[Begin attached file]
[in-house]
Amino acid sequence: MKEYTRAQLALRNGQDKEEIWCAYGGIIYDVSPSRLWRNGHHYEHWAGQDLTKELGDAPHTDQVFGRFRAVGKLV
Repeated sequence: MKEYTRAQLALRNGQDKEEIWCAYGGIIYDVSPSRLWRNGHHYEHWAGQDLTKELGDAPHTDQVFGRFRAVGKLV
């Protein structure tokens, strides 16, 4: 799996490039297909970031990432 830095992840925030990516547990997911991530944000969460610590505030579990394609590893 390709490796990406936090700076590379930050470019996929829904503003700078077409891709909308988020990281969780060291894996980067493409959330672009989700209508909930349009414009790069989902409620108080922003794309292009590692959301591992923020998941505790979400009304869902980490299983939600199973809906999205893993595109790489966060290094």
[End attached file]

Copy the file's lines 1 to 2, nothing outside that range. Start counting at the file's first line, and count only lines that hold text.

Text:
[in-house]
Amino acid sequence: MKEYTRAQLALRNGQDKEEIWCAYGGIIYDVSPSRLWRNGHHYEHWAGQDLTKELGDAPHTDQVFGRFRAVGKLV